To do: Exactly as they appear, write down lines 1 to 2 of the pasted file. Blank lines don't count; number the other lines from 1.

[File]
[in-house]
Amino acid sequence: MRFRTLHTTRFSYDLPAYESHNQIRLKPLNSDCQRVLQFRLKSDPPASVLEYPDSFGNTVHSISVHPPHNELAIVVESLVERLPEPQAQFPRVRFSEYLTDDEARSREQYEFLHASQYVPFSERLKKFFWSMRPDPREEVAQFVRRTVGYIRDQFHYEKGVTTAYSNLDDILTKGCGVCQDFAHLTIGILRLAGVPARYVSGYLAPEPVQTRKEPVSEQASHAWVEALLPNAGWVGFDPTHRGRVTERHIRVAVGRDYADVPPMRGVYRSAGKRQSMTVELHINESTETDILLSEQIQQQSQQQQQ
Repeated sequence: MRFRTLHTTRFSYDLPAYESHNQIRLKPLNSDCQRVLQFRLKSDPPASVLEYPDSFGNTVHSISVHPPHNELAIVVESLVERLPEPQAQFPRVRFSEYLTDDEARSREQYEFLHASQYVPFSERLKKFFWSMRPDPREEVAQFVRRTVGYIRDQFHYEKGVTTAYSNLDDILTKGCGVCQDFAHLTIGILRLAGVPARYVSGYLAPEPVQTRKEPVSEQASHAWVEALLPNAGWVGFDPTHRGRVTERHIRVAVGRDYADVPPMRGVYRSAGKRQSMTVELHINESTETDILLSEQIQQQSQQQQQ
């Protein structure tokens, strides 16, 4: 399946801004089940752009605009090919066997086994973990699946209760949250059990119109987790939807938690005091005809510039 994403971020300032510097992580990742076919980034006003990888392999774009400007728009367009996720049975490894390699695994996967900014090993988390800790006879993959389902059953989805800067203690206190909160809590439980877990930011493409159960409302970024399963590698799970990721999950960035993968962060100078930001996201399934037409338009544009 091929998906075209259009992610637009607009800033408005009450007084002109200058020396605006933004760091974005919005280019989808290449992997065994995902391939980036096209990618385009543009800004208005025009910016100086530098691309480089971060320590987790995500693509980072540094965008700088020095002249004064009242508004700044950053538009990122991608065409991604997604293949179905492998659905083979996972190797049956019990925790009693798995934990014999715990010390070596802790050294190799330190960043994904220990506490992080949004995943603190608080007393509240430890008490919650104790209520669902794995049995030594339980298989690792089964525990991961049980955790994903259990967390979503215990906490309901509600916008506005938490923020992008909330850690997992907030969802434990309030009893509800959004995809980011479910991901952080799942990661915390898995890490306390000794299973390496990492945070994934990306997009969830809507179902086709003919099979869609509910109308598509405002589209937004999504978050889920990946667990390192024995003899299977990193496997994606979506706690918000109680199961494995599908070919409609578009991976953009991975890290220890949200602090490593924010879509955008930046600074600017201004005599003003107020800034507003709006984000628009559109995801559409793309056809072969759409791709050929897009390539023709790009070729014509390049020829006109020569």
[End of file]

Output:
[in-house]
Amino acid sequence: MRFRTLHTTRFSYDLPAYESHNQIRLKPLNSDCQRVLQFRLKSDPPASVLEYPDSFGNTVHSISVHPPHNELAIVVESLVERLPEPQAQFPRVRFSEYLTDDEARSREQYEFLHASQYVPFSERLKKFFWSMRPDPREEVAQFVRRTVGYIRDQFHYEKGVTTAYSNLDDILTKGCGVCQDFAHLTIGILRLAGVPARYVSGYLAPEPVQTRKEPVSEQASHAWVEALLPNAGWVGFDPTHRGRVTERHIRVAVGRDYADVPPMRGVYRSAGKRQSMTVELHINESTETDILLSEQIQQQSQQQQQ